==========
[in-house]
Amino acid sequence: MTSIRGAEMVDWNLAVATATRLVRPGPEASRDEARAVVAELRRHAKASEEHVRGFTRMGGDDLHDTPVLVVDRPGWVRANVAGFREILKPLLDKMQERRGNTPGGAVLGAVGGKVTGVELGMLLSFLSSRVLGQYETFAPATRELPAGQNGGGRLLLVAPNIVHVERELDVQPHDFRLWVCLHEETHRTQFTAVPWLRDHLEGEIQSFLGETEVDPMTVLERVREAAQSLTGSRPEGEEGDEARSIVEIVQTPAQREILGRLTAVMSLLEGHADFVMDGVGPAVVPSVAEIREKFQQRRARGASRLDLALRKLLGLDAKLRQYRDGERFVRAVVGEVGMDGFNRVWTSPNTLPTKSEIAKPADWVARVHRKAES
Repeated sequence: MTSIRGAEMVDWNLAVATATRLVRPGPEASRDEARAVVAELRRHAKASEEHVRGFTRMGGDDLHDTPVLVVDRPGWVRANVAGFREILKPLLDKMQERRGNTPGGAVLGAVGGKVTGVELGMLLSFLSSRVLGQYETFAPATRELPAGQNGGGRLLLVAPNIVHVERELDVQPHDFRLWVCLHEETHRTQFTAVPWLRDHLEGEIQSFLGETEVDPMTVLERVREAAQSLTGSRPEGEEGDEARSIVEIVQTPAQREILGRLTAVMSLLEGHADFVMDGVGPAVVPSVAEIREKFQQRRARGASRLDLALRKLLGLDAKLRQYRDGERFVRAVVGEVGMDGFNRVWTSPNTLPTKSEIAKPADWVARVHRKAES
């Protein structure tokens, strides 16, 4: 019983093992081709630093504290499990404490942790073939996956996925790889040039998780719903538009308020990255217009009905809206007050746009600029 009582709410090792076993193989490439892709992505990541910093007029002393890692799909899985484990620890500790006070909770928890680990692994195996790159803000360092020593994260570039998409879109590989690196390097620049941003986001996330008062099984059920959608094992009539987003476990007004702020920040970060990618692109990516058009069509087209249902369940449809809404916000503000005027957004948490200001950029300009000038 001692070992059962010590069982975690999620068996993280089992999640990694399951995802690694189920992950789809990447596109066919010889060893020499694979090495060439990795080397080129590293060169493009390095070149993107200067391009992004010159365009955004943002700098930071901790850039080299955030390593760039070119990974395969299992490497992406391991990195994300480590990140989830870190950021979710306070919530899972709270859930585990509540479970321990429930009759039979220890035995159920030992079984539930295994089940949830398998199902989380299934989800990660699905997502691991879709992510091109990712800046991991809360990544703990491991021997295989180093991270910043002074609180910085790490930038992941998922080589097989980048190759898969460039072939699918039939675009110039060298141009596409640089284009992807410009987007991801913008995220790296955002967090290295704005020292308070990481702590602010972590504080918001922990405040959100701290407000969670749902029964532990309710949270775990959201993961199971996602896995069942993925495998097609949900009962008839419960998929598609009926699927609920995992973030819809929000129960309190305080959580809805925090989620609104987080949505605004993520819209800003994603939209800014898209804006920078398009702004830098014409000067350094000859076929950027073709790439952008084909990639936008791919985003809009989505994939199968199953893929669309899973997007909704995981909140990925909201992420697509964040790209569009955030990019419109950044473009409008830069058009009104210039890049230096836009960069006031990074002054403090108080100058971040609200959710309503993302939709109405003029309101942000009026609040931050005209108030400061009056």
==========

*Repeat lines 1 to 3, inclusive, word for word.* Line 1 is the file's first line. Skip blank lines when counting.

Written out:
[in-house]
Amino acid sequence: MTSIRGAEMVDWNLAVATATRLVRPGPEASRDEARAVVAELRRHAKASEEHVRGFTRMGGDDLHDTPVLVVDRPGWVRANVAGFREILKPLLDKMQERRGNTPGGAVLGAVGGKVTGVELGMLLSFLSSRVLGQYETFAPATRELPAGQNGGGRLLLVAPNIVHVERELDVQPHDFRLWVCLHEETHRTQFTAVPWLRDHLEGEIQSFLGETEVDPMTVLERVREAAQSLTGSRPEGEEGDEARSIVEIVQTPAQREILGRLTAVMSLLEGHADFVMDGVGPAVVPSVAEIREKFQQRRARGASRLDLALRKLLGLDAKLRQYRDGERFVRAVVGEVGMDGFNRVWTSPNTLPTKSEIAKPADWVARVHRKAES
Repeated sequence: MTSIRGAEMVDWNLAVATATRLVRPGPEASRDEARAVVAELRRHAKASEEHVRGFTRMGGDDLHDTPVLVVDRPGWVRANVAGFREILKPLLDKMQERRGNTPGGAVLGAVGGKVTGVELGMLLSFLSSRVLGQYETFAPATRELPAGQNGGGRLLLVAPNIVHVERELDVQPHDFRLWVCLHEETHRTQFTAVPWLRDHLEGEIQSFLGETEVDPMTVLERVREAAQSLTGSRPEGEEGDEARSIVEIVQTPAQREILGRLTAVMSLLEGHADFVMDGVGPAVVPSVAEIREKFQQRRARGASRLDLALRKLLGLDAKLRQYRDGERFVRAVVGEVGMDGFNRVWTSPNTLPTKSEIAKPADWVARVHRKAES